Longwood Rotary, State Farm donate $20K to jump-start Habitat project in West Grove
The Longwood Rotary Club and State Farm each donated $10,000 to Habitat for Humanity of Chester County to help low-income residents secure housing in the West Grove area. The project in West Grove will provide 40 homes to working families. “This is just the beginning of the needs for housing in our community,” said Bob Curran, Longwood Rotary president. A 2018 assessment of community needs conducted by Longwood Rotary found a local need for workforce housing, education (specifically pre-K), transportation and job training. Longwood Rotary developed committees to further research each area of interest. West Grove Borough is the newest location for a workforce housing project in Southern Chester County. Habitat is scheduled to start construction later this year on eight sections with five homes each, and applications are currently being accepted. The organization also has projects in Coatesville and West Chester. Under the Habitat program, homeowners take budgeting classes, commit to 200 hours of sweat equity and take part in basic home-improvement classes. To learn more about the project, go to www.hfhcc.org.
Source: Daily Local; 9/23/2019

New voting machines unveiled in Chesco
Chester County’s Department of Voter Services has unveiled new voting equipment for this November’s election. The new machines were purchased by the county to comply with a state requirement that all voting equipment in the state’s 67 counties must be updated to protect against voter interference and outside hacking. “In Pennsylvania, all counties must move to voter-marked paper ballots by November 2020,” said Sandy Burke, county director of voter services. “Chester County has led the way in using the paper ballot system since 2006, so we are simply introducing upgraded versions of our election equipment instead of a completely different system.” The upgraded equipment is allowing the county to continue to use voter-marked paper ballots, but also to purchase new digital scanners for ballot tabulation at the precincts, upgrades to back-office servers and work stations, and improved ballot-marking capabilities for voters with disabilities. Watch informational videos on the new equipment here.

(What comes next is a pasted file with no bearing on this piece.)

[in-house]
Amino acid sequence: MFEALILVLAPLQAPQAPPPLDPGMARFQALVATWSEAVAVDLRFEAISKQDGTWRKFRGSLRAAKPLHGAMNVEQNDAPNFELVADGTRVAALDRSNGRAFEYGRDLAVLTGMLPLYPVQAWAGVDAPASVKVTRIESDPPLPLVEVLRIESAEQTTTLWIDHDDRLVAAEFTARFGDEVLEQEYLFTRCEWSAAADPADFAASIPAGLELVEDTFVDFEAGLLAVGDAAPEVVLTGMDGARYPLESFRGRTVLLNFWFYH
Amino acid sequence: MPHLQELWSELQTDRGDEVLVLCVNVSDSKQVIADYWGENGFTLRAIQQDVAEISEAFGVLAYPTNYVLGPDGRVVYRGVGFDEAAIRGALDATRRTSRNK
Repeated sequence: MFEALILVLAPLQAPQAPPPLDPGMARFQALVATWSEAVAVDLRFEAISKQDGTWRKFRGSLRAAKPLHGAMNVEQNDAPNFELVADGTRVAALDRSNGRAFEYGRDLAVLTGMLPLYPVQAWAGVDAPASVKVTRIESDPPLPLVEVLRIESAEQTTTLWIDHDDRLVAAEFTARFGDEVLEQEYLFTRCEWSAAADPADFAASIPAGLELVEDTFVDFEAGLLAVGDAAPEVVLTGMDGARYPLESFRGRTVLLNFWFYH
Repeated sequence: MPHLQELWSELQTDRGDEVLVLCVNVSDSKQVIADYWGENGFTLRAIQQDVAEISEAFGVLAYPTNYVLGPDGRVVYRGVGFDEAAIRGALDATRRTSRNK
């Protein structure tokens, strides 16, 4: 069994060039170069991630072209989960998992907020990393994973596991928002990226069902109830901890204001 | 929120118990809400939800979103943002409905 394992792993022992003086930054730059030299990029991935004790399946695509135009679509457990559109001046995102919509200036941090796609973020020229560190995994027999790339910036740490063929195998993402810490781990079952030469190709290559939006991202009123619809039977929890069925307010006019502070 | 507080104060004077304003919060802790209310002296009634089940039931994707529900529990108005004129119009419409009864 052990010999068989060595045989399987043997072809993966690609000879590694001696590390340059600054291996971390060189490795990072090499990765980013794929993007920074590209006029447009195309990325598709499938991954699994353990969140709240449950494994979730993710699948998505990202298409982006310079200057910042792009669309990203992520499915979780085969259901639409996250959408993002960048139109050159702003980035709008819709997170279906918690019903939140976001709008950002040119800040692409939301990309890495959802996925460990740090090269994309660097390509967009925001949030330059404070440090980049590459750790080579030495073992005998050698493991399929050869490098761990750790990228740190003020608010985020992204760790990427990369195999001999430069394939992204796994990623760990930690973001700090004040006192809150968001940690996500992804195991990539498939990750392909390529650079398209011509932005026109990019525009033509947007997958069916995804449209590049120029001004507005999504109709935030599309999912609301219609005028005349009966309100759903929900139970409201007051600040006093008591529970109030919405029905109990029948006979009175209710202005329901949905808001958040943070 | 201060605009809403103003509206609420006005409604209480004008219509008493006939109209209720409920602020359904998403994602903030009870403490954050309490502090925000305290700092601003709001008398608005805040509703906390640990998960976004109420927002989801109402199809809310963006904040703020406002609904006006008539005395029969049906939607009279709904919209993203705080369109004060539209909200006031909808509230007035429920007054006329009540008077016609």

Source: Daily Local; 9/22/2019

Phoenixville in midst of economic boom
Phoenixville is the focus of the first article in a series by the Daily Local News examining how municipalities are spending Chester County Community Revitalization Program (CRP) funding. Like many of Chester County’s urban centers, Phoenixville has experienced a boom of revitalization in recent years. New restaurants, breweries, wineries, pubs and shops are everywhere. This year, county commissioners approved $2.5 million in CRP grants, including $402,000 to help upgrade the wastewater treatment plant with cutting-edge hydrothermal carbonization technology, which will increase sustainability and create alternative fuels. “I’ve always been fascinated that the county commissioners had the foresight to look at investment in the county through capitalization of the urban centers,” said Phoenixville Borough Manager E. Jean Krack. In the past, the borough has utilized CRP funds for basic infrastructure improvements that have had “a tremendous impact,” said Krack, referring to streetscape improvements, street construction, water system improvements, curbs and sidewalks, streetlight installation, sanitary sewer interceptor replacement, and water plan improvements. Phoenixville has seen a 33% change in its taxable assessment since 2002 because of the CRP investment — from $590 million in 2002 to $786 million in 2018. In addition to these infrastructure improvements, affordable housing projects are adding to the borough’s strength.
Source: Daily Local; 9/22/2019

Delaware County

Lansdowne passes Earned Income Tax
Lansdowne Borough Council passed an ordinance establishing an earned income tax (EIT) at the rate of one-half of one percent (0.5%). The new tax will go into effect in 2020 and is expected to generate approximately $350,000 annually. Borough officials have said the EIT will diversify the tax base of the borough and allow the borough to lower property taxes for its residents.
Source: Daily Times; 9/22/2019

Lansdowne Borough to publish meeting agendas earlier
Lansdowne Borough Council unanimously passed an action item to publish draft versions of agendas days before council meetings, as opposed to the day of the meeting. Council meets on the first and third Wednesday of each month, and the recently passed action would make draft versions of the agendas available the Friday before each meeting, “or as reasonably possible” days before the meeting. Borough Manager Craig Totaro said an agenda could be posted on the borough website before a meeting, and the reason why it was not done so previously is because there was no directive to do so.